A Nigerian Born Author, Irenosen Okojie has won the AKO Caine prize for ‘Stunning’ short story Grace Jones.
The Nigerian-British writer won the £10,000 award on Monday afternoon for her short story Grace Jones, following an impersonator of the singer as she mourns the death of her family in a house fire. Judges for the prize called it “a radical story that plays with logic, time and place”, and praised it as “risky, dazzling, imaginative and bold”.
“I write weird experimental fiction. And I think it’s really important to centre experimental fiction by a black woman like myself, because for a long time, I felt like I was operating on the fringes. People were often quite surprised by my writing, just in terms of subject matter and style,” she said. “When we talk about what’s an African story, stories like mine show it’s really diverse and varied.”
The AKO Caine Prize for African Writing is a literature prize awarded to an African writer of a short story published in English.
The prize was launched in 2000 to encourage and highlight the richness and diversity of African writing by bringing it to a wider audience internationally. The focus on the short story reflects the contemporary development of the African story-telling tradition.
Grace Jones was published last year in Okojie’s book Nudibranch, her second short story collection and her third book, following her debut novel Butterfly Fish and her first collection Speak Gigantular.
“It is intense and full of stunning prose; it’s also a story that reflects African consciousness in the way it so seamlessly shifts dimensions, and it’s a story that demonstrates extraordinary imagination. Most of all, it is world-class fiction from an African writer,” said Caine prize chair of judges and director of The Africa Centre, Kenneth Olumuyiwa Tharp.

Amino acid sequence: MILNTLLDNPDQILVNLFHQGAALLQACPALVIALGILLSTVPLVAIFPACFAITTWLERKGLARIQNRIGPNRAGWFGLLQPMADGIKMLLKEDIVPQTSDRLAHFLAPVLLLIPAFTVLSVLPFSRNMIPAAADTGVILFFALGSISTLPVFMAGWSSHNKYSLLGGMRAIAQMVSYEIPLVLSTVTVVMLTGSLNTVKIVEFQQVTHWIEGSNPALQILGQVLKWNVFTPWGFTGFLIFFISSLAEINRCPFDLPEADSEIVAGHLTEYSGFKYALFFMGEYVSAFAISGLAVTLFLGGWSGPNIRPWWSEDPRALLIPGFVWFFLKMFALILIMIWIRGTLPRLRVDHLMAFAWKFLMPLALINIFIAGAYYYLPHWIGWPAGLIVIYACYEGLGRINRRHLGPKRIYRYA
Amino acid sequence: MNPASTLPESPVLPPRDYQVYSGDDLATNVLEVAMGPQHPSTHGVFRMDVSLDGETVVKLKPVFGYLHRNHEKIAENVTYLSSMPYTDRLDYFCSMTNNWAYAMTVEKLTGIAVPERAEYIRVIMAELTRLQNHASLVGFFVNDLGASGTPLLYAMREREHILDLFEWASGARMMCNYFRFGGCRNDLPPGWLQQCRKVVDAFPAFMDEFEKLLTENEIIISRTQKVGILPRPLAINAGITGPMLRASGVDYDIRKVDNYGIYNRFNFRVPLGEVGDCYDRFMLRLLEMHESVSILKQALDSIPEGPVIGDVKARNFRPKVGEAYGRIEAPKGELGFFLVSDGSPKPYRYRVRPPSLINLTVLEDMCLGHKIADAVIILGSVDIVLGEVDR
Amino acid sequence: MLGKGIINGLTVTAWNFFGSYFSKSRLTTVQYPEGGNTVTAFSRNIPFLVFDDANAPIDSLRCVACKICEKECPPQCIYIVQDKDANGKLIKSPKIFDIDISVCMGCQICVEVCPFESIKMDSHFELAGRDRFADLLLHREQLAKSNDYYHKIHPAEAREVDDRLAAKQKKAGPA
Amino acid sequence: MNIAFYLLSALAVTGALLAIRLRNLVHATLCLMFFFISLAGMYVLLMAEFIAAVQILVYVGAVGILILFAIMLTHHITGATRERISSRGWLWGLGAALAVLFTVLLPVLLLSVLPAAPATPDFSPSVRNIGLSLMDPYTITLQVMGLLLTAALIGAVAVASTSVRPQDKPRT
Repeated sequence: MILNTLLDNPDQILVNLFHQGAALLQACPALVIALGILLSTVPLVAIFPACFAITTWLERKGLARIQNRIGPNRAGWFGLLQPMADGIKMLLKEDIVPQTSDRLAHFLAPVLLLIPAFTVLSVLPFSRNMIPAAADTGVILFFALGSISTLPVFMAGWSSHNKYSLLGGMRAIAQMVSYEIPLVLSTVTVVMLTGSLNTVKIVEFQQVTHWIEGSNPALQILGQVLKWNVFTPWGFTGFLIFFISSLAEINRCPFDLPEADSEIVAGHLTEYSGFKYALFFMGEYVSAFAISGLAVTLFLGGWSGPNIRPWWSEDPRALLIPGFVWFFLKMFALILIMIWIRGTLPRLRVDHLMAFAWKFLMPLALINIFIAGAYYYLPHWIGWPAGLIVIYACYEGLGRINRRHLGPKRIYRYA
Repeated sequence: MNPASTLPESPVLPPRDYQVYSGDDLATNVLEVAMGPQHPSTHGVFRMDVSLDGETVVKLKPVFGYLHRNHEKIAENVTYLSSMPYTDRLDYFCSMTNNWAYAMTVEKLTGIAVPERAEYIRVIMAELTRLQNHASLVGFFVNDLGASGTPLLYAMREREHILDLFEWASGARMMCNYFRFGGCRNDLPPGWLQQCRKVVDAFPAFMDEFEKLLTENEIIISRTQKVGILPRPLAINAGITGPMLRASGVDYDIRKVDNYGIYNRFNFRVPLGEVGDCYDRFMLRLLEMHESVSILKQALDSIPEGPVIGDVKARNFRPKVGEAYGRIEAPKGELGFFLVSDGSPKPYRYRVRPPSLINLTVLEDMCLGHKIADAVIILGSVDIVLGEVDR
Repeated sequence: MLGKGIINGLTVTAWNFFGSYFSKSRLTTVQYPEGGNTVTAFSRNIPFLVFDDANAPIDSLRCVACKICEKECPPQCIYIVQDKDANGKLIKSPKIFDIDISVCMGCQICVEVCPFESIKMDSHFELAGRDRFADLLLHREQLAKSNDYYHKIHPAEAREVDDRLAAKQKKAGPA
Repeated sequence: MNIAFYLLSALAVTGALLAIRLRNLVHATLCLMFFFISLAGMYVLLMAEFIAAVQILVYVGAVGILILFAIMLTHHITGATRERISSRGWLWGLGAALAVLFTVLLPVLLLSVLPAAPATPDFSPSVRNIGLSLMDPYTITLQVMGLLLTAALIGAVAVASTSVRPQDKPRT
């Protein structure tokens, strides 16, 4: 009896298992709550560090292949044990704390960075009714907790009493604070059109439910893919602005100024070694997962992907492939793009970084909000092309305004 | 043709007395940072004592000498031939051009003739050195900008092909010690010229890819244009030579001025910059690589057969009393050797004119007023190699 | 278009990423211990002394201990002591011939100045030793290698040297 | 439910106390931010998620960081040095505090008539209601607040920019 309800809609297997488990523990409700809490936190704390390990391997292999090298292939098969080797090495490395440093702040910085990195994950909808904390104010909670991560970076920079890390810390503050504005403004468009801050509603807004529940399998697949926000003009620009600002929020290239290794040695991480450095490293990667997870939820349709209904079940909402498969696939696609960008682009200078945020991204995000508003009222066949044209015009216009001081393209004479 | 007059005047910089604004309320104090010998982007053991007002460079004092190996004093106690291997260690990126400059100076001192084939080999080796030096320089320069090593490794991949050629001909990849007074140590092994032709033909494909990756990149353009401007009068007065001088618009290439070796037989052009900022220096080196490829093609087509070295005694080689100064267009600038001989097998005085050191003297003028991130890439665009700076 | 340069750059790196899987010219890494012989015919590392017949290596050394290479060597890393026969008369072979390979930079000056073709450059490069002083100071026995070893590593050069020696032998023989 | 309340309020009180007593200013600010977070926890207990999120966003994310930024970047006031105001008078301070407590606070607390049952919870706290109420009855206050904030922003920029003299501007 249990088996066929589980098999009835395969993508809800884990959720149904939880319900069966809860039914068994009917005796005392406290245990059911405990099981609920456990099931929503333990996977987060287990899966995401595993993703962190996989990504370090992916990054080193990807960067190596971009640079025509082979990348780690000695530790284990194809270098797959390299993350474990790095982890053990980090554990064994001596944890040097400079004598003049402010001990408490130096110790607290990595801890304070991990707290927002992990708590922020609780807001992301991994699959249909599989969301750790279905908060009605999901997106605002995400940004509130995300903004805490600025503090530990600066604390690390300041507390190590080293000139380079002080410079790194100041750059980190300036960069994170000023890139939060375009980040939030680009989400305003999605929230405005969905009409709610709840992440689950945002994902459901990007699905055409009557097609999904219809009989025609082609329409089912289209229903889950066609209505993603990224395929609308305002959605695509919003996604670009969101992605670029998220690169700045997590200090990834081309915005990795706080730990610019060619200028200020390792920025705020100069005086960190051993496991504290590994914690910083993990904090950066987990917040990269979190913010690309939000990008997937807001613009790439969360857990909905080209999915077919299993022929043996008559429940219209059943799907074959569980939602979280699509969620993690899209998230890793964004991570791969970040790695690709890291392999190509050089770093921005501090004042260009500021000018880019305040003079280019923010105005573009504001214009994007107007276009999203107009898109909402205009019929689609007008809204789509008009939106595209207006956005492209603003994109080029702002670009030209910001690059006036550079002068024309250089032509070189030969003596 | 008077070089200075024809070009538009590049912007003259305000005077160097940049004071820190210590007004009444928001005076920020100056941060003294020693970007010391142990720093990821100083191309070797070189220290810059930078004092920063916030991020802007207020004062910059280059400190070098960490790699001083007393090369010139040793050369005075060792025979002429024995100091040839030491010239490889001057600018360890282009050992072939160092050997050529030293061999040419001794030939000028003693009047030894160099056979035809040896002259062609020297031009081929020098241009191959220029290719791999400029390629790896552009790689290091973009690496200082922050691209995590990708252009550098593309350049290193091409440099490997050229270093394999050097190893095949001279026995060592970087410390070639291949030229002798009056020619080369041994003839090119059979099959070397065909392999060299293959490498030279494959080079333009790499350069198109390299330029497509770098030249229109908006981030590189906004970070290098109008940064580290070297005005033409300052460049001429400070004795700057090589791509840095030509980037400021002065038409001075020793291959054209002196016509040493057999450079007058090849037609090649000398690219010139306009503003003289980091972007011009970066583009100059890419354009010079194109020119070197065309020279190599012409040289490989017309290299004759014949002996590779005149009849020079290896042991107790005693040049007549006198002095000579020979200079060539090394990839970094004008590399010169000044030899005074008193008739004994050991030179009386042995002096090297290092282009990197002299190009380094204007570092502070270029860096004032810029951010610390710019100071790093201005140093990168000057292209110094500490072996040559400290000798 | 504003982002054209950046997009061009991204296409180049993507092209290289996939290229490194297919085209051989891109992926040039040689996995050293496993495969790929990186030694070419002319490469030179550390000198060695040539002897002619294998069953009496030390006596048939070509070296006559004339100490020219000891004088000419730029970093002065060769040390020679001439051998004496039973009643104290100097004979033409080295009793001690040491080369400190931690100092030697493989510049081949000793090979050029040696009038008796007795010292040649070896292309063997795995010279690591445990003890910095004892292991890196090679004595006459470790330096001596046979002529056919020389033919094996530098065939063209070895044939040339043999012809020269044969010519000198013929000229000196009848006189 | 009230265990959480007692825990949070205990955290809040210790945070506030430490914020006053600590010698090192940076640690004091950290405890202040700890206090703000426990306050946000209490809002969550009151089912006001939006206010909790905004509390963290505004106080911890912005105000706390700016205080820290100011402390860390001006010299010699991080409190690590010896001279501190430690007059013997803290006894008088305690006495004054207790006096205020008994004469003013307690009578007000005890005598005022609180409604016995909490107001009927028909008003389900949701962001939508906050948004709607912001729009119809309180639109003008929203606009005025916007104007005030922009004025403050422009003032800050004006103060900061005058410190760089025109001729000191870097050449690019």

As the Black Lives Matter protests continue, he added, Okojie’s story “offers a salient exploration of what it can mean to embody and perform blackness in the world”.
Okojie said she had always found the actual Grace Jones “hugely inspiring”, and wanted to explore “this idea of trying to subvert the pain of the past by hiding under a different character”.
“I’m really passionate about centering the stories of black women and people of colour. It’s important to show their lived experiences,” she said. “But I like to do it couched within these darkly fantastical worlds, pushing the boundaries of form, ideas and language, so the reader has a different experience.”
Okojie is an Arts Project Manager and curator based in London. She won a Betty Trask Award in 2016 for her debut novel, Butterfly Fish.
In 2018 Okojie was elected as a Fellow of the Royal Society of Literature.
She has been published in The New York Times,
The Observer, The Guardian, the BBC and the Huffington Post.
Okojie has had her work nominated for a number of awards and she has been a judge for other literary competitions.